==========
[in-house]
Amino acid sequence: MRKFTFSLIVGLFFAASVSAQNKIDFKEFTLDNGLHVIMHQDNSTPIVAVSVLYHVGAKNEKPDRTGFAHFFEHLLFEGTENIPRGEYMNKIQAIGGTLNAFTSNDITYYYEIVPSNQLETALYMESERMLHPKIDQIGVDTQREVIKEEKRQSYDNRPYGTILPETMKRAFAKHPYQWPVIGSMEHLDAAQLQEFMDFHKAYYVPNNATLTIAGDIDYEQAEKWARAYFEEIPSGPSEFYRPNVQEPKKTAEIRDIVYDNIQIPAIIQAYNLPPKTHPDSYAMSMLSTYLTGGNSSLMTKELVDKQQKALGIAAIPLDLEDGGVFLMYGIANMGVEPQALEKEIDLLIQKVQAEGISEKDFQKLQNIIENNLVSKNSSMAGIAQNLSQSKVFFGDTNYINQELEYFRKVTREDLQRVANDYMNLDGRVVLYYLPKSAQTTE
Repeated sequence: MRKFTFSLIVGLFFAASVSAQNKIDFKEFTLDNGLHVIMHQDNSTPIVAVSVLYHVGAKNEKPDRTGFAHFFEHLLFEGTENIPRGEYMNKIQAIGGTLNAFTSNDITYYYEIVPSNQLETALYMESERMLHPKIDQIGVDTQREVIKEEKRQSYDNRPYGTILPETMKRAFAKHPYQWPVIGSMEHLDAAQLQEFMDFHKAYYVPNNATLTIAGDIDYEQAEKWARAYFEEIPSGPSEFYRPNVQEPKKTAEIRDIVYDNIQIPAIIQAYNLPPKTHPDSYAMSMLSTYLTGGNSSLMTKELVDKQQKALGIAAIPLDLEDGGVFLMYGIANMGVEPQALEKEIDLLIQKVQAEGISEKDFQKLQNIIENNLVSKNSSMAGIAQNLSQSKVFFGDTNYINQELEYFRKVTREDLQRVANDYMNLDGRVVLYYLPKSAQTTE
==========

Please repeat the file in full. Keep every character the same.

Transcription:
[in-house]
Amino acid sequence: MRKFTFSLIVGLFFAASVSAQNKIDFKEFTLDNGLHVIMHQDNSTPIVAVSVLYHVGAKNEKPDRTGFAHFFEHLLFEGTENIPRGEYMNKIQAIGGTLNAFTSNDITYYYEIVPSNQLETALYMESERMLHPKIDQIGVDTQREVIKEEKRQSYDNRPYGTILPETMKRAFAKHPYQWPVIGSMEHLDAAQLQEFMDFHKAYYVPNNATLTIAGDIDYEQAEKWARAYFEEIPSGPSEFYRPNVQEPKKTAEIRDIVYDNIQIPAIIQAYNLPPKTHPDSYAMSMLSTYLTGGNSSLMTKELVDKQQKALGIAAIPLDLEDGGVFLMYGIANMGVEPQALEKEIDLLIQKVQAEGISEKDFQKLQNIIENNLVSKNSSMAGIAQNLSQSKVFFGDTNYINQELEYFRKVTREDLQRVANDYMNLDGRVVLYYLPKSAQTTE
Repeated sequence: MRKFTFSLIVGLFFAASVSAQNKIDFKEFTLDNGLHVIMHQDNSTPIVAVSVLYHVGAKNEKPDRTGFAHFFEHLLFEGTENIPRGEYMNKIQAIGGTLNAFTSNDITYYYEIVPSNQLETALYMESERMLHPKIDQIGVDTQREVIKEEKRQSYDNRPYGTILPETMKRAFAKHPYQWPVIGSMEHLDAAQLQEFMDFHKAYYVPNNATLTIAGDIDYEQAEKWARAYFEEIPSGPSEFYRPNVQEPKKTAEIRDIVYDNIQIPAIIQAYNLPPKTHPDSYAMSMLSTYLTGGNSSLMTKELVDKQQKALGIAAIPLDLEDGGVFLMYGIANMGVEPQALEKEIDLLIQKVQAEGISEKDFQKLQNIIENNLVSKNSSMAGIAQNLSQSKVFFGDTNYINQELEYFRKVTREDLQRVANDYMNLDGRVVLYYLPKSAQTTE